Monkeypox virus and travel
Although The World Health Organization (WHO) is calling monkeypox a “public health emergency of international concern,” Globe Aware volunteers can be relieved to know it does not impact travel, according to health experts. Still it’s important to learn the facts about this virus, and practice precaution.
Monkeypox virus declared a public health emergency: How does this impact travel?
The Points Guy
July 23 2022
It’s official. The World Health Organization (WHO) has determined monkeypox constitutes a global health emergency, calling it a “public health emergency of international concern” due to a multi-country outbreak.
But will it impact travel?
The short answer from the health experts we’ve talked to is “no,” but let’s dive into the facts.
According to the WHO, anyone who has been diagnosed with monkeypox or has signs and symptoms compatible with the virus infection should avoid any travel until they are no longer considered a public health risk.
Most of the nearly 17,000 monkeypox cases reported so far are in Europe.
Nearly 3,000 have been reported in the U.S., but the WHO and local doctors caution that these numbers may be much lower than actual figures due to underreporting.
Here’s what you need to know about the latest news on the disease and what impact it may have on global travel.
What is the potential monkeypox impact on travel?
Although a monkeypox vaccine is available, there are no requirements to be vaccinated against it in order to travel. But travelers should be aware of areas with high infection rates. You can check this map to see rates by country.
“For most travelers, this should not cause alarm, but it is worth understanding the risk numbers in the travel destination,” says Dr. Jenny Yu from Healthline. (Healthline is owned by Red Ventures which also owns The Points Guy). “As this is a re-emerging disease, not all healthcare providers are familiar with diagnosis and treatment, which may delay diagnosis, something to consider when traveling. People should take the necessary precautions but should not panic from a travel standpoint.”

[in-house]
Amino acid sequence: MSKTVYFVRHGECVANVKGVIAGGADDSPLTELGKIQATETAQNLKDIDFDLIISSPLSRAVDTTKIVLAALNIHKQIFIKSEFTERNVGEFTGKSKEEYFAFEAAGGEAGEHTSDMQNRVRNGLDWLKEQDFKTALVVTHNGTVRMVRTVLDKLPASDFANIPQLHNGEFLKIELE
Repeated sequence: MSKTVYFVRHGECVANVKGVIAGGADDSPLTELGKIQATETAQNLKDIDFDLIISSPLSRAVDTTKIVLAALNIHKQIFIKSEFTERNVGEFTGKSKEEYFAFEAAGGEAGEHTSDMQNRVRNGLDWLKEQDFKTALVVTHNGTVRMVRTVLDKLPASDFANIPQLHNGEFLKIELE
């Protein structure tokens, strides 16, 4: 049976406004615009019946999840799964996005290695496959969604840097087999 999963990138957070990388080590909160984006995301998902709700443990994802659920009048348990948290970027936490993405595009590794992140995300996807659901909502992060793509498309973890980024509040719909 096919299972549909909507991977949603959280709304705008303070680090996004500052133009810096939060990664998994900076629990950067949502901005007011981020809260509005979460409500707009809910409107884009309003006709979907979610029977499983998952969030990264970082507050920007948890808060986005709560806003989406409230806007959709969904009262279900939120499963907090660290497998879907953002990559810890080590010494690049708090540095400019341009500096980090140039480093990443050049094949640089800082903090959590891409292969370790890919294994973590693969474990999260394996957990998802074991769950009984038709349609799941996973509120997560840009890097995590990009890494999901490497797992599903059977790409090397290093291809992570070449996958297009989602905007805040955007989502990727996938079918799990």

The U.K., Belgium and Germany, all with increasing monkeypox numbers, have issued 21-day quarantine recommendations for people diagnosed with the disease. However, such quarantines are thought to be inefficient for preventing its spread due to the virus’s long incubation period, especially when compared to COVID-19, according to a Cowen market analysis report.
Still, monkeypox “shouldn’t be an issue when traveling,” says New York-based Dr. Jake Deutsch, a former emergency room physician at Mt. Sinai Hospital who now runs a private practice focused on men’s health. Deutsch says most travelers shouldn’t worry, “unless you’re engaging in higher risk behavior while in countries with high infection rates.”
What is monkeypox?
Monkeypox is a virus “characterized by a fever, swollen lymph nodes and a widespread rash,” according to a guide by Healthline. The monkeypox-induced rashes can cause many unsightly and sometimes painful lesions, particularly on the face and extremities.
The monkeypox disease was first identified in the 1950s among monkeys, with the first human case occurring in the Congo in the 1970s. Before the recent outbreak, the virus was mainly active in rural regions in central and western Africa.
Symptoms of monkeypox are similar (but milder) than those of smallpox. After contracting the virus, people may suffer from fever, headache, muscle aches, fatigue and chills within five to 21 days. Then the distinctive rash and lesions can appear 1-3 days later, primarily around the face, hands, feet and genitals.